I don’t know whether you have noticed it or not, but it would appear that some people only become a member of the SDN community in order to post commercial, non SAP related content in it’s forums. You know that I’m not so keen on – or should I say I’m allergic to – SPAM (see also my SDN Day Sessions in Amsterdam October 17 at the SDN day) and the commercial From the Grumpy Old Man: Does money makes the SDN world go round? of our beloved SDN site. It is clear to me that this type of person and their messages are not welcome at SDN. The only reaction to this is to report this kind of misbehaviour to the SDN admins via the well known e-mail address.
Having said this, as with SPAM, it comes too late in the day. One needs to think about why such things happen and how these things can be prevented in the future. I’ve been thinking about this for a while now and here are a few of the possible solutions that I’ve thought of. First of all it is far too easy to become a member of SDN. All that one needs to do is to fill in a name, first name, e-mail, password and password hint in order to become an SDN member. All of these could be false. No verification at all with direct access as bonus. The only hurdle is that you might use the ‘Phantom of the Opera’ browser.
I prefer the idea used at the Service Marketplace where registration is more fraud proof since you need to provide a customer or installation number, and generation of an userid might take up to 2 hours. Hit and run users are therefore less likely. Why isn’t SDN adopting this type of registration process? Sure the hurdle might seem a bit steeper with possibly fewer members as a result. But is the focus of SDN to make converts? And is quantity more important than quality? What’s the point of having > 500k users, other than bragging of it, or that figure being used by the afore-mentioned others?
The ‘side effect’ of laxity in this domain is not only the abuse of the forums, as mentioned above. Another plague is the existence of double (or more) accounts for the same person. Even a split personality, such as mine, doesn’t see any credible reason why one should have more than one SDN account. What could possibly be the reason for having multiple accounts? The only possible reasons that I have managed to come up with so far are:
- One has changed employer and it’s easier to simply create another user. Why doesn’t one just send a mail to the SDN admins asking them to change the non-modifiable data like the userid (S-number)? Maybe you will still end up with a new UNIQUE id after all, but the benefit of it is that you keep the contribution points that you’ve gained. If this works for people like Craig and Thomas, why shouldn’t it work for you?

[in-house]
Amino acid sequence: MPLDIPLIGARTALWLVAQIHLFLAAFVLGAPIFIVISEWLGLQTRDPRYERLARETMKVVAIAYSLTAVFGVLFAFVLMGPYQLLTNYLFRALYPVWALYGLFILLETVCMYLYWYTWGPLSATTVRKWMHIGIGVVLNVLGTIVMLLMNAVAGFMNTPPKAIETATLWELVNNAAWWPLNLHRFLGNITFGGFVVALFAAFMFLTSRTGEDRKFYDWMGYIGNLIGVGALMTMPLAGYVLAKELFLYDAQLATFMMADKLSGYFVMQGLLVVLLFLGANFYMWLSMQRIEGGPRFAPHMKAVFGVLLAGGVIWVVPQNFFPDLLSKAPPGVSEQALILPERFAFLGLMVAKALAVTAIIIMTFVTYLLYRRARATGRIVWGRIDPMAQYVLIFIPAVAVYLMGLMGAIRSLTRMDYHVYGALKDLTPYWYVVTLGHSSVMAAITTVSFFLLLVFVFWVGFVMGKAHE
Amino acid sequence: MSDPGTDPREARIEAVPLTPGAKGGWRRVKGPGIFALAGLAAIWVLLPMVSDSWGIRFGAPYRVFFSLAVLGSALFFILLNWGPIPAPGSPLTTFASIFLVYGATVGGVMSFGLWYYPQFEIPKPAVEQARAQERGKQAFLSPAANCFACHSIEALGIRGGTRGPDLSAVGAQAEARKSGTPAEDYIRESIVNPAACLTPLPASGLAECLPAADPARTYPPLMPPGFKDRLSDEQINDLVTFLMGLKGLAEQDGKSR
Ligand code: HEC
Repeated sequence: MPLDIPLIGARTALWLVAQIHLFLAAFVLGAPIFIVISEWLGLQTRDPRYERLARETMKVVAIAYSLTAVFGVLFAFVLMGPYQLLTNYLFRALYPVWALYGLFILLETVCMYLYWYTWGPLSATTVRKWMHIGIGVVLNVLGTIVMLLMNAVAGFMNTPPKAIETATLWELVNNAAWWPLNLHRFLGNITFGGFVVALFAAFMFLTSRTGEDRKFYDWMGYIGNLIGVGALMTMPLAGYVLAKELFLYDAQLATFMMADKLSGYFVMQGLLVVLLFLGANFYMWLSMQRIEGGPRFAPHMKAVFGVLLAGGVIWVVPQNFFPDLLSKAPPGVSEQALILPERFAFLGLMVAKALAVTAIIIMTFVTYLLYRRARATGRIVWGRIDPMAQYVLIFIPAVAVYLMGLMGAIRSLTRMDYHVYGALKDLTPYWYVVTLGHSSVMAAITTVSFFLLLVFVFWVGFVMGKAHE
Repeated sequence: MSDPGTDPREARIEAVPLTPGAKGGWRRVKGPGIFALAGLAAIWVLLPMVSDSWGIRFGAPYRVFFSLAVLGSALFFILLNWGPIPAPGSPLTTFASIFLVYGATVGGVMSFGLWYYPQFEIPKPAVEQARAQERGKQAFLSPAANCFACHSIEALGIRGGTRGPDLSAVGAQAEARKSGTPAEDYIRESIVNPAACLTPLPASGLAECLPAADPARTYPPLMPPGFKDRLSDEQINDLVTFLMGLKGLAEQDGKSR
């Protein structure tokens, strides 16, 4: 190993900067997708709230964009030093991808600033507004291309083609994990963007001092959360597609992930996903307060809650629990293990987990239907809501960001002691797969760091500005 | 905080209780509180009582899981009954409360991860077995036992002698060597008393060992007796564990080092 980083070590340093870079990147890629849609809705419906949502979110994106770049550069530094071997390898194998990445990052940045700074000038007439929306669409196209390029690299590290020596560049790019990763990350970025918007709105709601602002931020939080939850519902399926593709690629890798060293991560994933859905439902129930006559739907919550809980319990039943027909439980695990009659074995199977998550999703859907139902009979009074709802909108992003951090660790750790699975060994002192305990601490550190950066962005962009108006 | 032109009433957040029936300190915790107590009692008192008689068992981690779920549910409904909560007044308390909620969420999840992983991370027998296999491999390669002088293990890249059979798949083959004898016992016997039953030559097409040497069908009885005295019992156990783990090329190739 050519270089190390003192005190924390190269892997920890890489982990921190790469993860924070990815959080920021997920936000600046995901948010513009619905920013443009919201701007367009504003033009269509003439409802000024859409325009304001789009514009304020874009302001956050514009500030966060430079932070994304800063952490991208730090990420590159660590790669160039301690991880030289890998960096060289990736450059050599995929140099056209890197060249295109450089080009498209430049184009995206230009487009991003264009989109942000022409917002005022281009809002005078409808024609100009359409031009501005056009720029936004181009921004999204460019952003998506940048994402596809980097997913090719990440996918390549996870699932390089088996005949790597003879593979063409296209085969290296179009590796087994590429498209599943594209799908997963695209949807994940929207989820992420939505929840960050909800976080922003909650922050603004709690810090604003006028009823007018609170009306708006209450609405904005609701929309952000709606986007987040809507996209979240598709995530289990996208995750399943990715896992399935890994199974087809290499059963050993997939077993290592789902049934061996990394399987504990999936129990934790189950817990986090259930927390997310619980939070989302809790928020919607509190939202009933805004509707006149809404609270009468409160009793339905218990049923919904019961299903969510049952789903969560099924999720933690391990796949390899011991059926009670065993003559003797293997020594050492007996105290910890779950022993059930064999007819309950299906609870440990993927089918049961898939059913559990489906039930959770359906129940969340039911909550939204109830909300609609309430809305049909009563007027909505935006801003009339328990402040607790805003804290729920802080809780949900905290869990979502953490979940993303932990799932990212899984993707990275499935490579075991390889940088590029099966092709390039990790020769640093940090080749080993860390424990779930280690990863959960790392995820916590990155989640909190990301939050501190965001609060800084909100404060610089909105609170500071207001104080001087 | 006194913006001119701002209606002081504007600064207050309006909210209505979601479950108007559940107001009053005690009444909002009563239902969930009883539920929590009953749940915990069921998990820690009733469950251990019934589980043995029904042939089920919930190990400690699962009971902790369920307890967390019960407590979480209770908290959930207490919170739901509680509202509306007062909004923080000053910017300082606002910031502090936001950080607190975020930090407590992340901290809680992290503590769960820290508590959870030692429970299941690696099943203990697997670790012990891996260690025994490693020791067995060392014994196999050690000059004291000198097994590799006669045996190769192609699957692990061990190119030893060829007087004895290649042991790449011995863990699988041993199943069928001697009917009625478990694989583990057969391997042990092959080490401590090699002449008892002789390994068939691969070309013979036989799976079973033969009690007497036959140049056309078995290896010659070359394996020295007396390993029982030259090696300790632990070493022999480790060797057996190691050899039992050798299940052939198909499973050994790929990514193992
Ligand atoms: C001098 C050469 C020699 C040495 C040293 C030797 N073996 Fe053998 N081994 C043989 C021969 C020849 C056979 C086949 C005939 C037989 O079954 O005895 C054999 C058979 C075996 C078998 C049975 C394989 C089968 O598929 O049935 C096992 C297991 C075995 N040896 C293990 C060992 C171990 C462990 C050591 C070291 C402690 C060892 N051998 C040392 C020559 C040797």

- You, as a consultant, want to keep your userid separate from the company you’re currently working at. How many userids do you want to have then? I’m sure that by the third customer you will no longer be able to keep them all apart.
- You have forgotten your password. There is clearly a link for obtaining a new password. Funnily enough you’re asked more questions when you click upon this link that upon registration.
- You want to fraud with points. I’ve already expanded on the recommendation point’s From the Grumpy Old Man: The points of no return. On SDN world I also see the same person putting themselves on the map multiple times – and thereby acting against the spirit of this project – two different business cards, thus two accounts on SDN. And all of that for the ‘measly’ 25 points one gets for it. I don’t see any point to this since points don’t get accumulated between accounts. Unless you can manage to convince the SDN admins to merge two accounts afterwards. Maybe you could fool them once, but you certainly wouldn’t be so lucky a second time.
Having said that, I wonder how many of the > 500k users are for real. I think it’s about time that we had a good spring clean and reject the abusers relentlessly. I would even extend this to sleeping accounts. Let’s say that an account that has not been logged in to for > 6 month – or a more generous year – would be a good boundary.
It could be a painful operation for both the SDN members and SAP to see the number of SDNers dwindling. But, let’s compare it with cooking where one tries to reduce a sauce by boiling down the liquid. You know that by the time that you’ve finished you will end up with not only a better quality, but also a far better tasting result.